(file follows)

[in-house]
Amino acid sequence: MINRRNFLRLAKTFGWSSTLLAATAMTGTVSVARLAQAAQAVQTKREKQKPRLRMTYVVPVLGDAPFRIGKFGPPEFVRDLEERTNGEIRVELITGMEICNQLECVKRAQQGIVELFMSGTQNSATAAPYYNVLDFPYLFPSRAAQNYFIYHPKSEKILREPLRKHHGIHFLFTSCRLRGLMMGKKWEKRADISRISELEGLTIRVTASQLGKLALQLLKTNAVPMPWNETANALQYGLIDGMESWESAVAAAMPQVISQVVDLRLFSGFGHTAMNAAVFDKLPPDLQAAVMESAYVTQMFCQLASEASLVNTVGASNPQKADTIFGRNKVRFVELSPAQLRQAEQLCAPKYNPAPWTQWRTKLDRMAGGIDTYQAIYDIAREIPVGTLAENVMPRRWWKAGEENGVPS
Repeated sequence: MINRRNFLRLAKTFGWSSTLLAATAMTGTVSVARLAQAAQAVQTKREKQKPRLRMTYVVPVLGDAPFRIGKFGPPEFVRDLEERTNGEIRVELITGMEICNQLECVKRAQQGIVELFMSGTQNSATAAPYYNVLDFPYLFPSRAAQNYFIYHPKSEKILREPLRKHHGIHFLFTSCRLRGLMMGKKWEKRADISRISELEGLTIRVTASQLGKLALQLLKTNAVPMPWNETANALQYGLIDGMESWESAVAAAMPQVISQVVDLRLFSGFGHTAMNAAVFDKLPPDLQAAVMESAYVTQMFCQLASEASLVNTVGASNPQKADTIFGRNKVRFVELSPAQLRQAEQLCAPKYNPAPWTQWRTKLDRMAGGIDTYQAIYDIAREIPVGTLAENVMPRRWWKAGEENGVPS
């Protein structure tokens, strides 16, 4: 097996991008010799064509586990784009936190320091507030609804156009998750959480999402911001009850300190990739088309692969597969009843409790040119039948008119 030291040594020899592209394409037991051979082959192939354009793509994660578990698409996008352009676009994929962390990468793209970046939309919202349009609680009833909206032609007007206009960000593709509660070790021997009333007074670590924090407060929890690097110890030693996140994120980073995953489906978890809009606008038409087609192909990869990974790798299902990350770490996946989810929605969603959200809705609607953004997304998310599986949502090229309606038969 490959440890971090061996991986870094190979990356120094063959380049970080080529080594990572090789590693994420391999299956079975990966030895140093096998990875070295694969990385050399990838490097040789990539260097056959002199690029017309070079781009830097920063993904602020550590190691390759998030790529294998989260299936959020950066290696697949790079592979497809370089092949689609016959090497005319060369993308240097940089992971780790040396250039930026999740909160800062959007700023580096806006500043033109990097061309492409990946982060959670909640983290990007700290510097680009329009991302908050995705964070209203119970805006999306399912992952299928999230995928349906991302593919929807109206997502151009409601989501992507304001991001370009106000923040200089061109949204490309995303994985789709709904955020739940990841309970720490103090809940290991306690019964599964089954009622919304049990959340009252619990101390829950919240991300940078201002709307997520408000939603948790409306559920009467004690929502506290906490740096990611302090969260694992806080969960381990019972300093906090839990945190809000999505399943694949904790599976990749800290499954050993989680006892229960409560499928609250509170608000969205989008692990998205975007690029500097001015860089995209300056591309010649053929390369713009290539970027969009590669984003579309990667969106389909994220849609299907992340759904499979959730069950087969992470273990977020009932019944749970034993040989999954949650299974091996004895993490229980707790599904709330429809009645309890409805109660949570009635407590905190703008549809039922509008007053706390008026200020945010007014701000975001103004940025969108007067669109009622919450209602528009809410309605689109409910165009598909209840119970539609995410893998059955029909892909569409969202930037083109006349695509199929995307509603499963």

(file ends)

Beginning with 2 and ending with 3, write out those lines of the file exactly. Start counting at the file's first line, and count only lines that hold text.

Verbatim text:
Amino acid sequence: MINRRNFLRLAKTFGWSSTLLAATAMTGTVSVARLAQAAQAVQTKREKQKPRLRMTYVVPVLGDAPFRIGKFGPPEFVRDLEERTNGEIRVELITGMEICNQLECVKRAQQGIVELFMSGTQNSATAAPYYNVLDFPYLFPSRAAQNYFIYHPKSEKILREPLRKHHGIHFLFTSCRLRGLMMGKKWEKRADISRISELEGLTIRVTASQLGKLALQLLKTNAVPMPWNETANALQYGLIDGMESWESAVAAAMPQVISQVVDLRLFSGFGHTAMNAAVFDKLPPDLQAAVMESAYVTQMFCQLASEASLVNTVGASNPQKADTIFGRNKVRFVELSPAQLRQAEQLCAPKYNPAPWTQWRTKLDRMAGGIDTYQAIYDIAREIPVGTLAENVMPRRWWKAGEENGVPS
Repeated sequence: MINRRNFLRLAKTFGWSSTLLAATAMTGTVSVARLAQAAQAVQTKREKQKPRLRMTYVVPVLGDAPFRIGKFGPPEFVRDLEERTNGEIRVELITGMEICNQLECVKRAQQGIVELFMSGTQNSATAAPYYNVLDFPYLFPSRAAQNYFIYHPKSEKILREPLRKHHGIHFLFTSCRLRGLMMGKKWEKRADISRISELEGLTIRVTASQLGKLALQLLKTNAVPMPWNETANALQYGLIDGMESWESAVAAAMPQVISQVVDLRLFSGFGHTAMNAAVFDKLPPDLQAAVMESAYVTQMFCQLASEASLVNTVGASNPQKADTIFGRNKVRFVELSPAQLRQAEQLCAPKYNPAPWTQWRTKLDRMAGGIDTYQAIYDIAREIPVGTLAENVMPRRWWKAGEENGVPS